Bostonians were bound together in a circle by the strength of their joined hands on a cool weekend afternoon as they chanted, “When we fight? We win. When the banks come, stand up, fight back. ¿Cuando peleamos? Ganamos … Cuando lleguen los bancos, ponte de pie, contraataca.”
Standing in the circle between her husband and a friend was Frezzia Herrera. She wore a bright yellow shirt that read “WE SHALL NOT BE MOVED — NO NOS MOVERÁN.” The Roxbury native was at the City Life/Vida Urbana rally titled “Boston RISE for Climate, Jobs, Immigrant Rights, and Justice.”
The event was held Saturday at the East Boston Memorial Park and included a rally, teach-in workshops on the issues facing East Boston and a march.
City Life/Vida Urbana is a grassroots community organization that fights for racial, social and economic justice. The organization presented a teach-in at the rally that mimicked its weekly meetings in Jamaica Plain, East Boston and Brockton, where residents facing housing displacement can speak to an organizer and a lawyer.
Herrera said the CLVU helped keep her and her husband, Victor Garcia, in their Roxbury apartment after their landlord raised rent substantially. She said her neighbors in the building have all been replaced by college students.
“You are trying to go to sleep, and you get very stressed because you never know if one day they are going to throw you out,” Herrera said in an interview. “You keep receiving notices [saying], ‘You have until this month,’ … so you have to live day-by-day.”
The couple now volunteers with THE CLVU and helps immigrants who don’t speak English understand eviction or rent increase notices.
Other community partners that contributed to the event included Mothers Out Front, 350 Mass for a Better Future and Movimiento Cosecha Boston. The Massachusetts Immigrant and Refugee Advocacy Coalition presented another teach-in workshop where Joel Rivera, MIRA’s field organizer, informed listeners about the two Safe Communities Acts S.1305 and H.3269.
The Safe Communities Act is sponsored by State Sen. James Eldridge and State Rep. Juana Matias. The bill prohibits questioning individuals’ immigration status by law enforcement until required by law or in a criminal investigation.
Rivera said he is originally from a town outside of Houston, Texas, that had a large population of Mexican immigrants. Since encountering the different people living on the East Coast, Rivera discovered vast diversity there as well.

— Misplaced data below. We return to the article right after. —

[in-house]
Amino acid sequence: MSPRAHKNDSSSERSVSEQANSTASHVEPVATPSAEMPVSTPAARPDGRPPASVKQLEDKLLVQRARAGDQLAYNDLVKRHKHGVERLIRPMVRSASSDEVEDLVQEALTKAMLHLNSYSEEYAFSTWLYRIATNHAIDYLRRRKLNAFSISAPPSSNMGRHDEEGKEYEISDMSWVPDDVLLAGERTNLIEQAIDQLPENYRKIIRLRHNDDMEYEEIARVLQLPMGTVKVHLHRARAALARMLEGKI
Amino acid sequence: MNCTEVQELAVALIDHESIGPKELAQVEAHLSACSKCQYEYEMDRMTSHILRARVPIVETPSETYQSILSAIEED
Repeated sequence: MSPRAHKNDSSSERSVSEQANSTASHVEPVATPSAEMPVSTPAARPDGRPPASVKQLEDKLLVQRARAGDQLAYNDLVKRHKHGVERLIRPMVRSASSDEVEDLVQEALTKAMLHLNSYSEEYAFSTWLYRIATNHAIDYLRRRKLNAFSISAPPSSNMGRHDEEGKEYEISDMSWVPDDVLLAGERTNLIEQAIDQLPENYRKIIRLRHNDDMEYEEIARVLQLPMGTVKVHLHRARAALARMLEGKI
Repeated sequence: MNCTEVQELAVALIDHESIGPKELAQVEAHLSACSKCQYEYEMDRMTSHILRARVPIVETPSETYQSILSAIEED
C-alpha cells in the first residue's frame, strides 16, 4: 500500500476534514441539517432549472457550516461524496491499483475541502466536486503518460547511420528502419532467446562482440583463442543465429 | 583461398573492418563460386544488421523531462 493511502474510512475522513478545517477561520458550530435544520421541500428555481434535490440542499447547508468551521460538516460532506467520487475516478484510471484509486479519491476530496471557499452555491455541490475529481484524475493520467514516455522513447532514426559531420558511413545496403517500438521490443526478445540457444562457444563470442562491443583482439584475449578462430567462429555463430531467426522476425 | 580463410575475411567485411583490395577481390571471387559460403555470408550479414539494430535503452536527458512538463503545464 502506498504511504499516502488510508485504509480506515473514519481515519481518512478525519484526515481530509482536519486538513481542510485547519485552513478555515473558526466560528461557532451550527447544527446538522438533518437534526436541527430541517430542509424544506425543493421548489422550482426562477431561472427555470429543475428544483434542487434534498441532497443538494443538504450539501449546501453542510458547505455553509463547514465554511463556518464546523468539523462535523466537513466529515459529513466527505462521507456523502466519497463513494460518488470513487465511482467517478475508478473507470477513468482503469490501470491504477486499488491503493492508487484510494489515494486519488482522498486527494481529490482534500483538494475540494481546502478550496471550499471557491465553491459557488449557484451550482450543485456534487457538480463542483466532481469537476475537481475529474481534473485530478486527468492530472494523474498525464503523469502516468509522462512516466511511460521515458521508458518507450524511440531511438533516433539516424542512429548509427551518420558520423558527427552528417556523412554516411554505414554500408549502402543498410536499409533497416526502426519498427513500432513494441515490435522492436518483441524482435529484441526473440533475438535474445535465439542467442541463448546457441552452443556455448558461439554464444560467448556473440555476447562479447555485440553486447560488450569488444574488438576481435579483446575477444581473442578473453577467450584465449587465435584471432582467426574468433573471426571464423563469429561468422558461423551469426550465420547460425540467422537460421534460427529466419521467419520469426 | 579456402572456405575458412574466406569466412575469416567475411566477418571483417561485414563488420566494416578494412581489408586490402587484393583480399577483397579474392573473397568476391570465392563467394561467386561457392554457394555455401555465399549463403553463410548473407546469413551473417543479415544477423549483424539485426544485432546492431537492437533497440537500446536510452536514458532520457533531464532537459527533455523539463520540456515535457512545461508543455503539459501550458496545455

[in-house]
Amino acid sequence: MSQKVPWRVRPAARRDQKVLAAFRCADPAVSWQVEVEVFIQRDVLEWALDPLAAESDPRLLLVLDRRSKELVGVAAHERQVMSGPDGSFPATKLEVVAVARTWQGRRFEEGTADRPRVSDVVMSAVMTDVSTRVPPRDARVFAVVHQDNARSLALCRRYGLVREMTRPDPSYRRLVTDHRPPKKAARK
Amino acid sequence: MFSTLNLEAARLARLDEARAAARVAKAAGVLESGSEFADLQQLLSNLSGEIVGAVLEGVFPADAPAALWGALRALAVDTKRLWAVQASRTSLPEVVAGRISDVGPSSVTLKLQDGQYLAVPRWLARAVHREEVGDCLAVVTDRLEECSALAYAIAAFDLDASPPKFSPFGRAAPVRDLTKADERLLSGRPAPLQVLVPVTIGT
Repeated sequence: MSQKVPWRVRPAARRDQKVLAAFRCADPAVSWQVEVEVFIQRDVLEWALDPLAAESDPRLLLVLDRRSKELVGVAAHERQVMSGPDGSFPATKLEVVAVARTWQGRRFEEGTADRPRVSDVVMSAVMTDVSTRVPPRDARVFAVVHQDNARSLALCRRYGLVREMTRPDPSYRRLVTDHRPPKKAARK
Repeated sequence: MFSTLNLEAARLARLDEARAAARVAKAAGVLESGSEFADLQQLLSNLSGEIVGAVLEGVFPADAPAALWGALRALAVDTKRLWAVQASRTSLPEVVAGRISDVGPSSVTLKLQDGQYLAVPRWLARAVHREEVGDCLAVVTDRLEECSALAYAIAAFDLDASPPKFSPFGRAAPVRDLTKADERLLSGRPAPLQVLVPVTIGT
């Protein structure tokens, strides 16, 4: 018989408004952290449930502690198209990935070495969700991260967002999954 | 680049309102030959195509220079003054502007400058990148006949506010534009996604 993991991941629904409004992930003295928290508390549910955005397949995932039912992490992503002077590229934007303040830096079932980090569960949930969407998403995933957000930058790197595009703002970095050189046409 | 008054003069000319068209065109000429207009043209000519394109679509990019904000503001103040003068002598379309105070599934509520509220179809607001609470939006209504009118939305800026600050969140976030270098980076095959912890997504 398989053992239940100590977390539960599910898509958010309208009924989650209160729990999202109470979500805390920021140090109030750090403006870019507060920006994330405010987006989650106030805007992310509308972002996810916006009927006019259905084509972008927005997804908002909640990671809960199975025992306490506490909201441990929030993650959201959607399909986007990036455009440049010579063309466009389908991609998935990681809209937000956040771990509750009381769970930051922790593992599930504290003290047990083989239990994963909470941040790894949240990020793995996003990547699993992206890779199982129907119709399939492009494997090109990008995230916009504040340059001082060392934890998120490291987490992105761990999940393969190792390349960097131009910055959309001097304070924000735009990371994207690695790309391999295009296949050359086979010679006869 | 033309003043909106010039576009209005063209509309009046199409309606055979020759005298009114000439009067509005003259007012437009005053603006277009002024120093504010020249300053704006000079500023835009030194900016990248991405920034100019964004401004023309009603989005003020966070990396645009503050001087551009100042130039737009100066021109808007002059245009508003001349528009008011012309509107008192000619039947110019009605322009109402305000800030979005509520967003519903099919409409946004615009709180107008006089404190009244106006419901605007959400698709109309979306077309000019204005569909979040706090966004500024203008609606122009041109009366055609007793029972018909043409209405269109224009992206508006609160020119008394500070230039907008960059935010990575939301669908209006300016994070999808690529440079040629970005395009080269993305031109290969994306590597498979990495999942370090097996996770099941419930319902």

“[The] diversity of immigrants in Massachusetts is astounding,” he said in an interview. “There are Latinos who speak Spanish, Brazilians who speak Portuguese, Caribbean people that speak Portuguese-based Creole, East Asians who are refugees and immigrants. It’s really hard to organize a movement with a group of immigrants whose experiences and languages are so diverse.”
Saturday’s workshop had several teach-ins about climate change, held by community organizations such as Roxbury Environmental Empowerment Project. Many of the community organizations at the rally spoke out against the proposal of a substation site in East Boston built by Eversource, a New England energy provider.
Electrical substations serve as the interface that lower the voltage in transmission lines to levels appropriate for the distribution grids. Environmental and community impacts can include extensive land clearing and the construction of a permanent access road to the substation.
Larger substations may require retention ponds and other alterations to the landscape, according to a report conducted by the Public Service Commission of Wisconsin. Rivera emphasized the importance of addressing issues that affect climate change to aid current and future immigrants.
“Environmental factors like climate change are exasperated by capitalism and exploitation of poor countries, especially in the Global South,” he said. “These are part of the push factors that push people to leave and come to the United States … They are being displaced — there is nowhere else for them to go.”
At the end of the workshop section of the rally, those working with community partners and attendees marched together from East Boston Memorial Park to the proposed Eversource substation site.
Mary Regan, a Dorchester resident, attended the event and said she believed in the causes that were discussed.
“Alone we feel powerless, like we’re a twig that can be broken easily,” Regan said. “But when we organize, we are like a bunch of sticks bundled together that you can’t break. We become strong.”